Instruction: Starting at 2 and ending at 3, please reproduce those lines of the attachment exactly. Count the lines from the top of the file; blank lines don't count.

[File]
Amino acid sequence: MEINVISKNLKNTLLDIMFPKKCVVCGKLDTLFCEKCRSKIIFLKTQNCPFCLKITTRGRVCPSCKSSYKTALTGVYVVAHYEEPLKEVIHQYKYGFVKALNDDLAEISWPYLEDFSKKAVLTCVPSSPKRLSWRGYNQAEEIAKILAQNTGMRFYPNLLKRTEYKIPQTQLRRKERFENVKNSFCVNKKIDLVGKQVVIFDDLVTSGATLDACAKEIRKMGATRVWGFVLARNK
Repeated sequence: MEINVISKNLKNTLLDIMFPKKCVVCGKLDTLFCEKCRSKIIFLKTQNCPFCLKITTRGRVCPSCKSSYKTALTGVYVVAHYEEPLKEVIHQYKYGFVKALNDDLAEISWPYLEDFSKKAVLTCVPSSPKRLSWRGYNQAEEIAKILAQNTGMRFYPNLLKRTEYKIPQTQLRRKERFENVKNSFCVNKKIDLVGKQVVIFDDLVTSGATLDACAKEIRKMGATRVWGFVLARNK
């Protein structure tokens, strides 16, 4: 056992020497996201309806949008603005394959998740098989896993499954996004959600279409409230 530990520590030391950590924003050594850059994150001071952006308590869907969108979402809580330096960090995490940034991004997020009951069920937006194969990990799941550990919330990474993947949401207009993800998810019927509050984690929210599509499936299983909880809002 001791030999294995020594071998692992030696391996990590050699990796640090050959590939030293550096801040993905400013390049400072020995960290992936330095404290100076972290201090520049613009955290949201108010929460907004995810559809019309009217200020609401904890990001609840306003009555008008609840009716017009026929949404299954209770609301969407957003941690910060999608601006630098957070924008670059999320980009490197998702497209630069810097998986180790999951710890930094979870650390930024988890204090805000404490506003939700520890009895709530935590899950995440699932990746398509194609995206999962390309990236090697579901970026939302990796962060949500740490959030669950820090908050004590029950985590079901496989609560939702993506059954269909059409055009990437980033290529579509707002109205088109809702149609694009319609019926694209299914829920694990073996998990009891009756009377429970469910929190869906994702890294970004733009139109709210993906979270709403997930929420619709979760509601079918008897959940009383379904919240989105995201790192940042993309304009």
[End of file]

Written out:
Repeated sequence: MEINVISKNLKNTLLDIMFPKKCVVCGKLDTLFCEKCRSKIIFLKTQNCPFCLKITTRGRVCPSCKSSYKTALTGVYVVAHYEEPLKEVIHQYKYGFVKALNDDLAEISWPYLEDFSKKAVLTCVPSSPKRLSWRGYNQAEEIAKILAQNTGMRFYPNLLKRTEYKIPQTQLRRKERFENVKNSFCVNKKIDLVGKQVVIFDDLVTSGATLDACAKEIRKMGATRVWGFVLARNK
């Protein structure tokens, strides 16, 4: 056992020497996201309806949008603005394959998740098989896993499954996004959600279409409230 530990520590030391950590924003050594850059994150001071952006308590869907969108979402809580330096960090995490940034991004997020009951069920937006194969990990799941550990919330990474993947949401207009993800998810019927509050984690929210599509499936299983909880809002 001791030999294995020594071998692992030696391996990590050699990796640090050959590939030293550096801040993905400013390049400072020995960290992936330095404290100076972290201090520049613009955290949201108010929460907004995810559809019309009217200020609401904890990001609840306003009555008008609840009716017009026929949404299954209770609301969407957003941690910060999608601006630098957070924008670059999320980009490197998702497209630069810097998986180790999951710890930094979870650390930024988890204090805000404490506003939700520890009895709530935590899950995440699932990746398509194609995206999962390309990236090697579901970026939302990796962060949500740490959030669950820090908050004590029950985590079901496989609560939702993506059954269909059409055009990437980033290529579509707002109205088109809702149609694009319609019926694209299914829920694990073996998990009891009756009377429970469910929190869906994702890294970004733009139109709210993906979270709403997930929420619709979760509601079918008897959940009383379904919240989105995201790192940042993309304009």